Closure of The Brickyard bar in St Albans: residents group says neighbours ‘blameless’
PUBLISHED: 15:37 22 September 2016 | UPDATED: 16:04 22 September 2016
Neighbours who persistently complained about noise from a St Albans cocktail bar are not to blame for its sudden closure, a residents group has asserted.
Reaction to The Brickyard’s closure
David Clarke, president of St Albans Chamber of Commerce, said it was “very disappointing” to learn of the cocktail bar’s recent closure.
He said: “It is particularly concerning that restrictive business operating conditions placed upon The Brickyard have led to [the] decision to close at a time when we are seeking to grow our visitor and night time economy.”
Owner James Hanning said he closed the premises as he was fed up obstacles including complaints from ‘NIMBY’ neighbours and problems with St Albans district council’s regulatory services.
Michael Lovelady, the council’s head of regulatory Services, said: “Five complaints have been made this year about The Brickyard, four about noise and one about a bonfire.
“We have a duty to investigate such concerns and do so in a fair and impartial way.
“As a council, we support local businesses and wish to see them thrive.”
Catherine Morris, the manager of Christopher Place, said that with more people moving in to the city centre, particularly with offices being converted into homes, more thought had to be put in to the local night time economy.
Time was called on The Brickyard in Verulam Road two weekends ago, after the owner, James Hanning, blamed immediate neighbours for filing “spurious and vexatious complaints” about patrons’ noise with St Albans district council.
He accused them of having a campaign to shut down the renovated premises, formerly the closed, dilapidated pub, The Spotted Bull.
But James’s comments have been refuted by the Abbey Precincts Residents Association (APRA), with chairman Peter Trevelyan saying: “Neighbouring residents are not to blame.”
He said that it seemed “much more likely that the business model was flawed in terms of what was sustainable and appropriate on this site”.
Peter explained: “The [former] Spotted Bull was a small local pub with a large garden. The Brickyard capacity has been greatly enlarged by building of side and rear extensions that move the focus towards neighbouring residential properties in the Conservation Area.”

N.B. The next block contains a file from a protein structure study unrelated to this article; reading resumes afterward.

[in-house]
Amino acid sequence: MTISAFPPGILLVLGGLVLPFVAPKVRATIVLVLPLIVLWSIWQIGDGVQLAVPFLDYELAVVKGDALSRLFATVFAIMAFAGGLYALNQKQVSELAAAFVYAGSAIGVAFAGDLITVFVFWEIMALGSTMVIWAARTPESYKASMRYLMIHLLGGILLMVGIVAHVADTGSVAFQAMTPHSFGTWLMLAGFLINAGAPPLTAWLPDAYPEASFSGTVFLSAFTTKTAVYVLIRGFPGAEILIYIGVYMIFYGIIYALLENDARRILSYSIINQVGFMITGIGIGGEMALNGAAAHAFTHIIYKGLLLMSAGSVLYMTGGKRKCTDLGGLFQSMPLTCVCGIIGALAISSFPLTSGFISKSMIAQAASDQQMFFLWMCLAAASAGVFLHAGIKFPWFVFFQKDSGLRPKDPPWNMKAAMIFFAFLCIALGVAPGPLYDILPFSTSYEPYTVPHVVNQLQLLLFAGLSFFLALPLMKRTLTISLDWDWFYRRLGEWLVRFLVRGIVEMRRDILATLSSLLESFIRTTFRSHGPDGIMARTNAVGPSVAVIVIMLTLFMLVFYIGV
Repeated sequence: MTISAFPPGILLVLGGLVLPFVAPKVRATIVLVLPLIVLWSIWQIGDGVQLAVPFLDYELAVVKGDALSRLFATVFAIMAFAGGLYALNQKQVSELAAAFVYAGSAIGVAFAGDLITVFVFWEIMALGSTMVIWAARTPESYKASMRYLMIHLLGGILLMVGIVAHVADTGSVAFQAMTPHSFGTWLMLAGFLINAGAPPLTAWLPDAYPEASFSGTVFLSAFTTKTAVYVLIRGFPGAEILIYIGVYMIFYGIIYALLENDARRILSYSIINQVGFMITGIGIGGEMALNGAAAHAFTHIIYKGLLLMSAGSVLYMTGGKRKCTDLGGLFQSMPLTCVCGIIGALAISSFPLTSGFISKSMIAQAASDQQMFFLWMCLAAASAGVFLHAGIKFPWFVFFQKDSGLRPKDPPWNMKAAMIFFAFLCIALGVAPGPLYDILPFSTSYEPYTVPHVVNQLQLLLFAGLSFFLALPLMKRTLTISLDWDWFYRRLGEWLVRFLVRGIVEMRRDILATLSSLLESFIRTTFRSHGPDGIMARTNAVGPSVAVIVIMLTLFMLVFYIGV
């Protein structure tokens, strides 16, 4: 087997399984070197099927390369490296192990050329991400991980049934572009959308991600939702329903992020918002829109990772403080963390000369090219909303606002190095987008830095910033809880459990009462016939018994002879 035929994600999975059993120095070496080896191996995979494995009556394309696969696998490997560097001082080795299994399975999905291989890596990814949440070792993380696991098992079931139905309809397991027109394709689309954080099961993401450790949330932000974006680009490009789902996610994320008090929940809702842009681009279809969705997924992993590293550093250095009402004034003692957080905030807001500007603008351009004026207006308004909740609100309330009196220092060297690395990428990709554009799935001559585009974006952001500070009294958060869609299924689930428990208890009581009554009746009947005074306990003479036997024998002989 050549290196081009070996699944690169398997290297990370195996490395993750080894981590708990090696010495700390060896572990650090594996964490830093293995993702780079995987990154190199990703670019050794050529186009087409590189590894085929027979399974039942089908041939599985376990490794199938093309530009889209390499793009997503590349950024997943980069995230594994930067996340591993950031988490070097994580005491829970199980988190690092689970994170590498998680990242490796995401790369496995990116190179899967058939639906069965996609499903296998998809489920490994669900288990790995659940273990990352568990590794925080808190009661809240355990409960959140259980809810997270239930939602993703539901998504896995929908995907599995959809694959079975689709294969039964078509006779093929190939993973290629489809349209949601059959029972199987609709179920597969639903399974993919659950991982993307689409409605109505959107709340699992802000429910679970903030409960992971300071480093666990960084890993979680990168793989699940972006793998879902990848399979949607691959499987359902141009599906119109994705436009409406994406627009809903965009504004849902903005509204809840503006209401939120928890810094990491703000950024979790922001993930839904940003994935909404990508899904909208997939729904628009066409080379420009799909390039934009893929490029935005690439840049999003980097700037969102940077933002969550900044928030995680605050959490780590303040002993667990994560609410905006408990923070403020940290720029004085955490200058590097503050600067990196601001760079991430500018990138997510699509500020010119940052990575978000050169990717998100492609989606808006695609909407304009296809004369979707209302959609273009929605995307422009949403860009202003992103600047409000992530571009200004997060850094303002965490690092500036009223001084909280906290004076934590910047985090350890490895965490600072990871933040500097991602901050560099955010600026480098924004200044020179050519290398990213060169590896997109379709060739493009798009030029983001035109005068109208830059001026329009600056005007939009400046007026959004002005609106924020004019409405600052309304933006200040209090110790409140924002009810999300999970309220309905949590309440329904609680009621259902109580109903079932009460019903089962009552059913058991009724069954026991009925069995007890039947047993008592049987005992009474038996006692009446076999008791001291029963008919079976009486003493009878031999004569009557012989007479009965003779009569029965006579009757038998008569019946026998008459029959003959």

James built the extensions without approval from the council, which later issued him with an enforcement notice requiring him to remove the additions.
While a planning inspector later ruled in James’s favour in his appeal against the notice, to keep the extensions, he admitted to the Herts Advertiser at the time – in late 2014 – that he had made a mistake in not waiting for planning permission.
Peter said: “Since The Brickyard opened, neighbours have consistently objected to noise and rowdy behaviour from the outside areas, in part resulting from the conversion of an open grassy pub garden into a fully paved patio courtyard up against their garden boundaries.”
He said the bar had been operated “as an open-air party venue. Some afternoon events, when the noise has been more like that of a country club, have made the use of nearby private gardens impossible without disturbance.”
Peter added: “Raucous late night parties throughout the summer of 2015 led to APRA calling for a licence review.”
At the licensing review hearing in December last year, the committee decided there was no evidence to support APRA’s allegation that The Brickyard had put public safety at risk when customers smoked on the pavement near the entrance.
Council officers visited the bar 26 times in relation to 56 complaints being logged over a nine-month-period. Some residents had made multiple complaints.
When the committee considered audio evidence submitted by APRA, it did, “not share their view that all of these incidents are public nuisance”.
But, committee members agreed that a lack of management of customers in the outside area had “directly contributed to the public nuisance.”
Peter said this suggested that neighbours’ complaints were “evidence-based and not ‘vexatious’”.
Councillors bowed to residents’ wishes and cut the opening hours of the rear patio and garden area, resulting in the bar having the earliest closing garden area in St Albans city, closing by 10pm rather than 11pm.
Peter told the Herts Advertiser: “It is difficult to believe that the business has failed because the rear garden has to be closed one hour earlier.”
James said: ”If the complaining neighbours had any genuine grievances they would have welcomed the opportunity, that I offered them, of having a professional arbiter mediate for us. They rejected this offer saying they had no need to collaborate.”
• On September 5 the planning inspectorate rejected James’s appeal against the council’s refusal to let him replace the front wall along Verulam Road, in the patio area, with a lower wall and black railings.
James said the council’s environmental compliance officer had advised him that having a lower wall and railings would help to disperse noise. But, planning inspector Hayley Butcher dismissed the appeal. Ironically, she said there was “no substantive evidence that the existing business is unviable or that refusing the appeal would directly lead to the closure of the public house.” It closed several days later.